In just a few days, it will finally be time to fire up the grill, pour some cold drinks, and enjoy the Fourth of July with friends and family. Although Independence Day is always associated with having fun in the sun, many Americans are more eager than ever to celebrate as the pandemic squandered most plans in 2020. However, when it comes to outdoor activities, whether you're lounging at the lake or hanging out in the backyard, you need to pay attention to the weather; unfortunately, Mother Nature isn't aware that it's America's birthday. To ensure you're prepared for the upcoming weekend, here's the Fourth of July forecast for the entire country. (And don't forget, weather changes hour by hour, so be sure to check your local forecast, too.)
If you live in the northeastern part of the United States, you've probably been cranking the air conditioning to find relief from the multiple heatwaves going on in the past week. Fortunately, you'll find relief from the extreme heat, but it might mess with your plans. AccuWeather reports that there could be some spotty thunderstorms from New England to the mid-Atlantic states. "This could certainly disrupt some holiday weekend plans with rainfall, but hopefully Sunday will see enough improvement to get through most of the events for the day," says AccuWeather senior meteorologist Matt Rinde. Temperatures will likely drop a bit below 70°F and 80°F, the average for the area, which could make for a pleasant weekend if the storms pass.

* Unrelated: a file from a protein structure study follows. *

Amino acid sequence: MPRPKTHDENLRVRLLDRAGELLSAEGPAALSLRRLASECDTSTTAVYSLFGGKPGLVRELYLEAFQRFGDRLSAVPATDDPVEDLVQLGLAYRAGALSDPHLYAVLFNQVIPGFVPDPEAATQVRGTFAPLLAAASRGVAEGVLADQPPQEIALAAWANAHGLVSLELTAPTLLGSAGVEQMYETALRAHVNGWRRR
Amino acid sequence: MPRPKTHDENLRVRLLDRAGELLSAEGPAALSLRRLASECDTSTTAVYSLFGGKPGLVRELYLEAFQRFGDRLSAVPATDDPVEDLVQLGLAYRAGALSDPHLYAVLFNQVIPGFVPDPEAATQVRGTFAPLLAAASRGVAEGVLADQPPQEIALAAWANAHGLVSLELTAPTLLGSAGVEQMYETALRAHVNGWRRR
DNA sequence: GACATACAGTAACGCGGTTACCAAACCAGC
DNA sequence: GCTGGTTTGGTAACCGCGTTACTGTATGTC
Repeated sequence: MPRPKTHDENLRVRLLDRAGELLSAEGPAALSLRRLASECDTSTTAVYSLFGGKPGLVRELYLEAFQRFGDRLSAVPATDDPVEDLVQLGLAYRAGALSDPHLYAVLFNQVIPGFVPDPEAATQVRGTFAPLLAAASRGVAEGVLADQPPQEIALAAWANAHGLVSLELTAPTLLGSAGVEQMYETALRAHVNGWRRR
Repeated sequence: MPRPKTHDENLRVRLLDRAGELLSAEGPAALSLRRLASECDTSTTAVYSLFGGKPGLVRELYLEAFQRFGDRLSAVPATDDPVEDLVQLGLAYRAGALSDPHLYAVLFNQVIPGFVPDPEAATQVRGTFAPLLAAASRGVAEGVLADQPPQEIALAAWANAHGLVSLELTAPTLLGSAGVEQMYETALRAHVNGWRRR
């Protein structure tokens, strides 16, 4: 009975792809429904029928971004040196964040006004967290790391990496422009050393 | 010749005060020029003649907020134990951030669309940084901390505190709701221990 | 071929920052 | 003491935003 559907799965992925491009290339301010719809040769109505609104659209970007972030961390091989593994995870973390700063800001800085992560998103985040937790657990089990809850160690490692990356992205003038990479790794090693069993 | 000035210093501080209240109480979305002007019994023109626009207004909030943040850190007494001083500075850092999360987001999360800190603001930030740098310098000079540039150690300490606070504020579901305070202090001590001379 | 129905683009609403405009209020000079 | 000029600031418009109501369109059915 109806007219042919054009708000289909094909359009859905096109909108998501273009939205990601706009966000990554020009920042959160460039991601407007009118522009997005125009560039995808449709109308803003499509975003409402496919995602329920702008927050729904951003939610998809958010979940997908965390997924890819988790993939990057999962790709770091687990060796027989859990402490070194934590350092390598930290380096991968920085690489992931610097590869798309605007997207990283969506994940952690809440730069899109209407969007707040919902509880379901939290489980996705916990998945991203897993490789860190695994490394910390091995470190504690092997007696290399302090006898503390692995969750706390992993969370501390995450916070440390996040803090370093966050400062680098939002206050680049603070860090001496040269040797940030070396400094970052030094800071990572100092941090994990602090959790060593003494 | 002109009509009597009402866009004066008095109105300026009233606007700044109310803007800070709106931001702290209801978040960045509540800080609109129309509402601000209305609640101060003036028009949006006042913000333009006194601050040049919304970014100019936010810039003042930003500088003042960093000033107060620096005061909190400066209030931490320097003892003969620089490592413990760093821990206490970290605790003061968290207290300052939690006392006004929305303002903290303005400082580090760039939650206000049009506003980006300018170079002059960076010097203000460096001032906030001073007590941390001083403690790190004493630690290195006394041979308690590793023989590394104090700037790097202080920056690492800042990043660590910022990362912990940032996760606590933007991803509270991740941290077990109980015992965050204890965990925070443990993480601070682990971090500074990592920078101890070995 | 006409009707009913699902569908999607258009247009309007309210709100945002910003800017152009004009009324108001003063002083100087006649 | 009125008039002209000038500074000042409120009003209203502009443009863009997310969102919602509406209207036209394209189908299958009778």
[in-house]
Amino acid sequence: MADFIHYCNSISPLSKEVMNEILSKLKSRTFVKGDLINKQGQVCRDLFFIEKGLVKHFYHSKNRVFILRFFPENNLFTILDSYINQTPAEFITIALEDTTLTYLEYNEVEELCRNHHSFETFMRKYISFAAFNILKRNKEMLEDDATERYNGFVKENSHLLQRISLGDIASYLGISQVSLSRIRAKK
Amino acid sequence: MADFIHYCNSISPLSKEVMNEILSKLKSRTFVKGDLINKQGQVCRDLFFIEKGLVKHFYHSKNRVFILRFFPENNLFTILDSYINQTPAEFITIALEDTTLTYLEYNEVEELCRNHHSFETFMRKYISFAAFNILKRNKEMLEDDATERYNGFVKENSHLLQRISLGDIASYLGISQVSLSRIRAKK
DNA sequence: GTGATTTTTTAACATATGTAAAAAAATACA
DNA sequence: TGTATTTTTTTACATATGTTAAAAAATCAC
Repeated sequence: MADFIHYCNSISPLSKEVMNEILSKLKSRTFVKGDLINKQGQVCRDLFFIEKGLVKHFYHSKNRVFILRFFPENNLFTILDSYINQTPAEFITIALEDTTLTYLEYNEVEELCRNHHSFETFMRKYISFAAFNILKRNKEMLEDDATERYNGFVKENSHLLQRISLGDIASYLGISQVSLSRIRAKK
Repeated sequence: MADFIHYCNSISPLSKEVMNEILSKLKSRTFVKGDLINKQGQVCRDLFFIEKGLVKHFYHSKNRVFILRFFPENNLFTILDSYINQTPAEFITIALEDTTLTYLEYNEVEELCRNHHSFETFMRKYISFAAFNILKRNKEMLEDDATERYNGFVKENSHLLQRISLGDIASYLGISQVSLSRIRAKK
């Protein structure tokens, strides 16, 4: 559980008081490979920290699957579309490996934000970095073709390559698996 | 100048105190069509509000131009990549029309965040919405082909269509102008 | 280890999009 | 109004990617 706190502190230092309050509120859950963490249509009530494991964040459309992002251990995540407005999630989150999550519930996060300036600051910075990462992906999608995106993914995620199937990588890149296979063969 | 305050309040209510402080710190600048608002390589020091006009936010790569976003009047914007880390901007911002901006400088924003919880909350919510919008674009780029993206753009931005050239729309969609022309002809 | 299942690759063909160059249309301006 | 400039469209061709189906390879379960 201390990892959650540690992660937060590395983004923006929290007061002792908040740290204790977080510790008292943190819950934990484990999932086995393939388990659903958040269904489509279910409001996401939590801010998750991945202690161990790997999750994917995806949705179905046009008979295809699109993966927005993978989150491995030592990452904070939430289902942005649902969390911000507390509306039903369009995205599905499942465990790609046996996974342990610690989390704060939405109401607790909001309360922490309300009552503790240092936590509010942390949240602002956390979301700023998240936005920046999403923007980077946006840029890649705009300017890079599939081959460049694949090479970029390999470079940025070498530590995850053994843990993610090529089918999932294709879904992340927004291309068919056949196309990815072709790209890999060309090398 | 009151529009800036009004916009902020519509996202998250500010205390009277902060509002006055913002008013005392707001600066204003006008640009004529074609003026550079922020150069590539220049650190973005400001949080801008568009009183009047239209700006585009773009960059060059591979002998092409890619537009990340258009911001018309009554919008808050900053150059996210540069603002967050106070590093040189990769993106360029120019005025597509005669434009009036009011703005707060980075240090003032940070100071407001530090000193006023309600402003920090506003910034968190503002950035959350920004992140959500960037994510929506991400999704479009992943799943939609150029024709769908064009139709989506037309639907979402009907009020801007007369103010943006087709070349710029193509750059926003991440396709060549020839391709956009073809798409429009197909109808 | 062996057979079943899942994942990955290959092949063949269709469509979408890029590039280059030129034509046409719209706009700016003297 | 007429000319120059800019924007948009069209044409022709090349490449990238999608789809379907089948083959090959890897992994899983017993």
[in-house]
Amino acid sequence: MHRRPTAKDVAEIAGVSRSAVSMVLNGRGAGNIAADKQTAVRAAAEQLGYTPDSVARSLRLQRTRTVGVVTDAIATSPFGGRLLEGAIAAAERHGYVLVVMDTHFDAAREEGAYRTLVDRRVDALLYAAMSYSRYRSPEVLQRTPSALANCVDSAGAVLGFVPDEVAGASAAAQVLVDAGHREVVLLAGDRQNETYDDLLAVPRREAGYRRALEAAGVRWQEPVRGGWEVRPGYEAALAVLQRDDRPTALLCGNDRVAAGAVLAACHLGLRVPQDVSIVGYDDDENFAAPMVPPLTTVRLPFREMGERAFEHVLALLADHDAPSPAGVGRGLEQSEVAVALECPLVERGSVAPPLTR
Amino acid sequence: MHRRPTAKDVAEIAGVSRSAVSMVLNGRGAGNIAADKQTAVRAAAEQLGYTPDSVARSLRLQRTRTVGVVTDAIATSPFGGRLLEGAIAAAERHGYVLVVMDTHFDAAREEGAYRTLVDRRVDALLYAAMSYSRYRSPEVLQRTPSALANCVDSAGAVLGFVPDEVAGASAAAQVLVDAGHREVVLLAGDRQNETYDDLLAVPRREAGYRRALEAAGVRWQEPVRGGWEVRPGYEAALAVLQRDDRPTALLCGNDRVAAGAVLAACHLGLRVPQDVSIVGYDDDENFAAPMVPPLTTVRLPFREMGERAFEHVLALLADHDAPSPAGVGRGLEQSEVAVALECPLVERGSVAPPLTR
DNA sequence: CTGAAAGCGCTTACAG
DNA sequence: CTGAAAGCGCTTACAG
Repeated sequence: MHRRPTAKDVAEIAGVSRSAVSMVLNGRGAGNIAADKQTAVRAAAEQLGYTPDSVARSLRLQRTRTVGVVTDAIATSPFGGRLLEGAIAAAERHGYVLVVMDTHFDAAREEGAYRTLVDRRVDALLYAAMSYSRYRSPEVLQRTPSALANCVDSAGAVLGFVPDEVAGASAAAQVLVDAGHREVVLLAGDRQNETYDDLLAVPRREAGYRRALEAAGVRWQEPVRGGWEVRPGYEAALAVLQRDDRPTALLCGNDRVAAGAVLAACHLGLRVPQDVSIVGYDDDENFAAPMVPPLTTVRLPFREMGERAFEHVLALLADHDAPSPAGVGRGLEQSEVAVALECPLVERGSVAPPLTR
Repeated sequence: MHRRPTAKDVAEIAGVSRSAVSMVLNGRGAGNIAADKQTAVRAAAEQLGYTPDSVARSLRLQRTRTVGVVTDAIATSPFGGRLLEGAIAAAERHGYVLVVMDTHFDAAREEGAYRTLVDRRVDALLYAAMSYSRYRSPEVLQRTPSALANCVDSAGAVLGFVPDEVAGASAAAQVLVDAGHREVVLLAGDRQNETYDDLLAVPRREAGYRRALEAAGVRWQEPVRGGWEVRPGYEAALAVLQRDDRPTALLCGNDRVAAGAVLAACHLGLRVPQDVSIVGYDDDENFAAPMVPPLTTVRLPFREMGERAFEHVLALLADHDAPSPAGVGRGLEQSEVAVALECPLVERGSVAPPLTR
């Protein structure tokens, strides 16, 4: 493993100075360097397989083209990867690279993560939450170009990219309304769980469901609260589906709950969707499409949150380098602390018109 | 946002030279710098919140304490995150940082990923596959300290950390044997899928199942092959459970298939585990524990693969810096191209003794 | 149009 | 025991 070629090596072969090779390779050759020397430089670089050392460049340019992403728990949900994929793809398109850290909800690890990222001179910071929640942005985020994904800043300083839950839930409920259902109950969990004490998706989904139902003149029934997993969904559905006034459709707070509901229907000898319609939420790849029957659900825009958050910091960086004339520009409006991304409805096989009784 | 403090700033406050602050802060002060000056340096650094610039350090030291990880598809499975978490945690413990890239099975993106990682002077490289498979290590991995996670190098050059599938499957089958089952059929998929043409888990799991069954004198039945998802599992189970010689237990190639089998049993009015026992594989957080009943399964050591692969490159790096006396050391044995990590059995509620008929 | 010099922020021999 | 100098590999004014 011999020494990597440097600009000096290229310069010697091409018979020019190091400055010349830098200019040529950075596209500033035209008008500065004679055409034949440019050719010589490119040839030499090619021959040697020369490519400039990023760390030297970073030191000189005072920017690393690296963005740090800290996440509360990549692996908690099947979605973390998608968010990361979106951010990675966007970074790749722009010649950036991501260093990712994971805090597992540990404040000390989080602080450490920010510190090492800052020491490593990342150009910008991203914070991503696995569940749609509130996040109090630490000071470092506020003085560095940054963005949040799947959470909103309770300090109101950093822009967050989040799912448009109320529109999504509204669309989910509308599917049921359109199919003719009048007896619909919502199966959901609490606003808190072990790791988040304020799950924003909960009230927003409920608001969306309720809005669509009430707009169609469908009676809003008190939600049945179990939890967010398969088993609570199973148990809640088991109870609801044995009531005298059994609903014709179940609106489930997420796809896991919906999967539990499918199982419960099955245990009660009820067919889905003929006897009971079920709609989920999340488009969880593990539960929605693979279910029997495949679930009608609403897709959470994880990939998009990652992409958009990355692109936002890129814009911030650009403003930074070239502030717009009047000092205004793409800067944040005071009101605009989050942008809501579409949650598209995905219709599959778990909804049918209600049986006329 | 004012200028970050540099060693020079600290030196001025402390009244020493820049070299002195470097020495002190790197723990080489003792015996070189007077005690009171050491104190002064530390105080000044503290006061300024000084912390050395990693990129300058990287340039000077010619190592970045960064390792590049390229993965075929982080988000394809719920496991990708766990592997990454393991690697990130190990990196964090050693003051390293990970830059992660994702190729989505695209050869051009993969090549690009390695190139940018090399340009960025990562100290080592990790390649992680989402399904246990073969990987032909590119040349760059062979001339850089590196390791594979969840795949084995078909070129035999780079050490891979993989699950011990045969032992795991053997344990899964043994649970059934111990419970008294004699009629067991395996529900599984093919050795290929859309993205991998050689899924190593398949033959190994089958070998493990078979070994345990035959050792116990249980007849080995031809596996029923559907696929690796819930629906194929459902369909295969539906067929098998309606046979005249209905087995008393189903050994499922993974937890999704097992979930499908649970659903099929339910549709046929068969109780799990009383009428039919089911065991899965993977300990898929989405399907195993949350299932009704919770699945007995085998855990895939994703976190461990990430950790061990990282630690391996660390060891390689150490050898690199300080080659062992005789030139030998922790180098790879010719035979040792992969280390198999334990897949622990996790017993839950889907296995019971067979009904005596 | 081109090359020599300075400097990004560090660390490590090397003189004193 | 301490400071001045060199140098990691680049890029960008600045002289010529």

The Midwest is often called flyover country, but it might just be the best place to be to celebrate the Fourth of July. AccuWeather reports that the majority of the region, from Denver up to Minneapolis, down to Kansas City, and to Chicago, will experience temperatures in the upper 80s to low 90s with sunny skies. The Farmers' Alamanac ($7, Amazon) simply puts it, "Mostly fair weather—it looks promising for Fourth of July fireworks!"
Sadly, in the South, you might have to reschedule your firework show. Domenica Davis, meteorologist for The Weather Channel reports that parts of the South, specifically along the Gulf of Mexico, will see scattered thunderstorms on Saturday and Sunday. However, Davis explains that it won't be "an all-day rain," and there's a chance the showers will dissipate by the time the sun sets.
Unfortunately, those in the western part of the country who have been grappling through a heat dome for the past couple of weeks will continue to see sweltering temps. The heat dome phenomenon occurs when the atmosphere traps hot ocean air around an area, according to the National Oceanic and Atmospheric Administration. It has been so unbearably hot that a handful of states experienced record-breaking temperatures from June 15-20. In Phoenix, Arizona, the temperature rose to 118°F on June 17, and on the same day, in Death Valley, it was 128°F. That intense heat will continue into the weekend, as The National Weather Service notes that there will be highs into the 90s and 100s "for many locations" in the West. The scorching temperatures, and the drought affecting 93% of the region, have even forced some cities, including a handful in Utah, to ban fireworks because of the risk of fires, according to ABC 4.